The only way paying patients to visit specific providers might make economic sense is through the Medicare Shared Savings Program, a payment model that rewards physicians for meeting quality and care metrics, Miri said.
Clover Health does not currently participate in Medicare Shared Savings Program, but will ramp up its ACO participation in 2023, executives said Monday. The company plans to decrease its participation next year in Direct Contracting, which is now the ACO REACH, and shift physician partners to the Shared Savings Program.
There are technical differences between the two models, but a key differentiator is how providers are rewarded. Under ACO REACH, participants can be penalized during their first year for exceeding the costs of caring for an individual patient, meaning they must accept downside risk. With the Medicare Shared Savings Program, qualifying physicians can only accept upside risk for up to seven years, meaning they can only make money during that time.
“We have a lot of [ACO REACH] applicants and they could move into an upside-only program like the Medicare Shared Savings Program, move through the various stages of Medicare Shared Savings Program and then, when appropriate, graduate into something like the ACO REACH program,” Clover Health CEO Vivek Garipalli said during the third-quarter earnings call.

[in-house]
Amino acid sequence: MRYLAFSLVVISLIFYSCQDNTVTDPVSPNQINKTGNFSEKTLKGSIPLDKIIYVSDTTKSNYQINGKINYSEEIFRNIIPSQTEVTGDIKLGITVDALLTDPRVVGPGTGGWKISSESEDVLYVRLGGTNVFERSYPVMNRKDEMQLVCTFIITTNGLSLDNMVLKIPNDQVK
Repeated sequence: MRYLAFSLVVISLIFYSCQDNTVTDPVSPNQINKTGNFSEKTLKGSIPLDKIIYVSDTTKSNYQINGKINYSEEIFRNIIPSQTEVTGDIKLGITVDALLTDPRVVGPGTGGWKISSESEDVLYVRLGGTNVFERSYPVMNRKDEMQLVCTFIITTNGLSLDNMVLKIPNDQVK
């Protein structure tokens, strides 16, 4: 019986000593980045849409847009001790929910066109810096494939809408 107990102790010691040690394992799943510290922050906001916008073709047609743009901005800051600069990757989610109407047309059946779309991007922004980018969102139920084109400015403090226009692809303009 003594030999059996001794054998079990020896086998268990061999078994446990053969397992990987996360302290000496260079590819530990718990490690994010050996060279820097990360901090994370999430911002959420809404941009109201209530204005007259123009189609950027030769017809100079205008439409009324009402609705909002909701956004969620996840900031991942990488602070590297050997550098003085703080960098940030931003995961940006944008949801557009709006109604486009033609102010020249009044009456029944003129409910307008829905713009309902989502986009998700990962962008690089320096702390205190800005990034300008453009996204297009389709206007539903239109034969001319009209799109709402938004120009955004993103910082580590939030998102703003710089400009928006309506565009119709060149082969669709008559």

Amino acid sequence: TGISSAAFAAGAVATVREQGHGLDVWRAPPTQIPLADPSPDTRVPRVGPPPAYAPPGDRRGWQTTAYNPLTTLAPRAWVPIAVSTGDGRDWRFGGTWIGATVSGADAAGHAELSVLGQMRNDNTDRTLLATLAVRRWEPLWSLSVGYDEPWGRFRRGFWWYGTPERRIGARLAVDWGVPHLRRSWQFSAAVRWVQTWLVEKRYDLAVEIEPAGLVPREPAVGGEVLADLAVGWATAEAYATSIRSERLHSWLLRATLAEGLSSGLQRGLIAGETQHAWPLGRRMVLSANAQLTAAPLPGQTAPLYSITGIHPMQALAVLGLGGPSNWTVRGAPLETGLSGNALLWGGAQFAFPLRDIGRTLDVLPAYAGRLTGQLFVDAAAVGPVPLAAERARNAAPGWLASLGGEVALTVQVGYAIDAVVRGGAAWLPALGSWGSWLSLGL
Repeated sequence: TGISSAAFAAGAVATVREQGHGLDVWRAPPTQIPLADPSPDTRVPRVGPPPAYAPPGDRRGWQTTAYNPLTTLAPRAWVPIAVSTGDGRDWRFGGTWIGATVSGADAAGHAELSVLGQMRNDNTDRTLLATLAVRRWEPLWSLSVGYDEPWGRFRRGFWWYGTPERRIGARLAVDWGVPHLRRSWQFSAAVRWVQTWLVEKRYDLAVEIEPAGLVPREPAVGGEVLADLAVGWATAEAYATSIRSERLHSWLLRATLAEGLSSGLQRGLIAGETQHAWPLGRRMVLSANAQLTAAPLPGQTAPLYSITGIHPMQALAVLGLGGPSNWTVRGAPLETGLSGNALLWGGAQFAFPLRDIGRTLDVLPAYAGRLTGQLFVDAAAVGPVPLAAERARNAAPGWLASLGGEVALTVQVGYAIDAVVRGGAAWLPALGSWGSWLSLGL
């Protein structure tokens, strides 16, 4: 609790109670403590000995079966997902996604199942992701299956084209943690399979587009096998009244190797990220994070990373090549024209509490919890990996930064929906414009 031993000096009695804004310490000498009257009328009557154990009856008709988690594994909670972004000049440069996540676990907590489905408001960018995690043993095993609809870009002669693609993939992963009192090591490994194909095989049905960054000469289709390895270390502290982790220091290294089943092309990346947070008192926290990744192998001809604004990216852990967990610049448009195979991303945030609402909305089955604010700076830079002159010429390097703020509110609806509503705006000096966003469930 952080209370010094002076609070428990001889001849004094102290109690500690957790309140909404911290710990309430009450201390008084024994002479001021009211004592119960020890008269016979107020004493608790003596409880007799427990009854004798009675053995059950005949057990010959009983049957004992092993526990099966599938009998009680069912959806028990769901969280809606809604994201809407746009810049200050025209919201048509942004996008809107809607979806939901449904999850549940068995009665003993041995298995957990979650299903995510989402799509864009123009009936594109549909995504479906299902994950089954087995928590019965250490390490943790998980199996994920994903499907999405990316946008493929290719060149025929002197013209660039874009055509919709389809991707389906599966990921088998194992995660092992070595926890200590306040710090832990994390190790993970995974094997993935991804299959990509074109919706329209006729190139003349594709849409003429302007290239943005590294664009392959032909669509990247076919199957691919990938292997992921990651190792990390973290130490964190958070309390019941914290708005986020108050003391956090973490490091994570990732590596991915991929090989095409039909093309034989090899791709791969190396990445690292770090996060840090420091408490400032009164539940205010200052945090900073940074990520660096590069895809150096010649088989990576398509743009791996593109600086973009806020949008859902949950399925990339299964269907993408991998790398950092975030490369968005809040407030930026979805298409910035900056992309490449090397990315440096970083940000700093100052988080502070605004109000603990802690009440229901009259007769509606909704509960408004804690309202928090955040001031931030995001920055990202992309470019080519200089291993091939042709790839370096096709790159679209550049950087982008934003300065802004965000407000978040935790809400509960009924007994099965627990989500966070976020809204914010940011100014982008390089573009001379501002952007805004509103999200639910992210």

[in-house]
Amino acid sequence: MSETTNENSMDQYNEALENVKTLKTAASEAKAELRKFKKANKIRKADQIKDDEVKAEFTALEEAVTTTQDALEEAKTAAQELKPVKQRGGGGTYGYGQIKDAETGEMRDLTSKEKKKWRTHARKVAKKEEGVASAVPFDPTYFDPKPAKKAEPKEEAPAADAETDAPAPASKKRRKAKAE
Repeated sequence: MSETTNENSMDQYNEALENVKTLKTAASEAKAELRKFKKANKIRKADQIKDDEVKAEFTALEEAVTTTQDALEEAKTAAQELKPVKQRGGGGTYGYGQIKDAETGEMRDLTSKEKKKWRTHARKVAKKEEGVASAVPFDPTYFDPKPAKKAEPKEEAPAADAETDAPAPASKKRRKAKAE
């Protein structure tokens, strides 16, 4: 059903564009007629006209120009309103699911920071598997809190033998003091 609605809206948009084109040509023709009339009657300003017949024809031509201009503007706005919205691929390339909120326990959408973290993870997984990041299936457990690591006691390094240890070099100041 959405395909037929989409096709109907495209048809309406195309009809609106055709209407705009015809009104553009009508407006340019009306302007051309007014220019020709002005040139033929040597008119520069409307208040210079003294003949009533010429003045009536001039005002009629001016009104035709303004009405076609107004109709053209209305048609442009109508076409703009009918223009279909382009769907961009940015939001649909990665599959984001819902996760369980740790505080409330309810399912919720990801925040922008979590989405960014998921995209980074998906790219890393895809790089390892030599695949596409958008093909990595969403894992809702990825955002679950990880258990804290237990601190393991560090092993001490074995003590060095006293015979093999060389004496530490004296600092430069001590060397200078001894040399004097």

“We think that’s closer to what CMS envisions anyway,” Garipalli said. “We can provide a very strong advantage in terms of selecting the right program for a doctor.”
Clover Health could collect referral bonuses for sending patients to providers’ Medicare Shared Savings Programs, Miri said. Health systems could also contract with Clover Health to help run the payment model for the referred patients and give them a share of the Medicare pay bonuses, he said.
“If they’re steering you into a specific ACO within a health system and they cut that deal with the health system, the health system, then, is giving them a cut of that percentage because you increase their covered lives,” Miri said. “That’s where they must be making money on that.”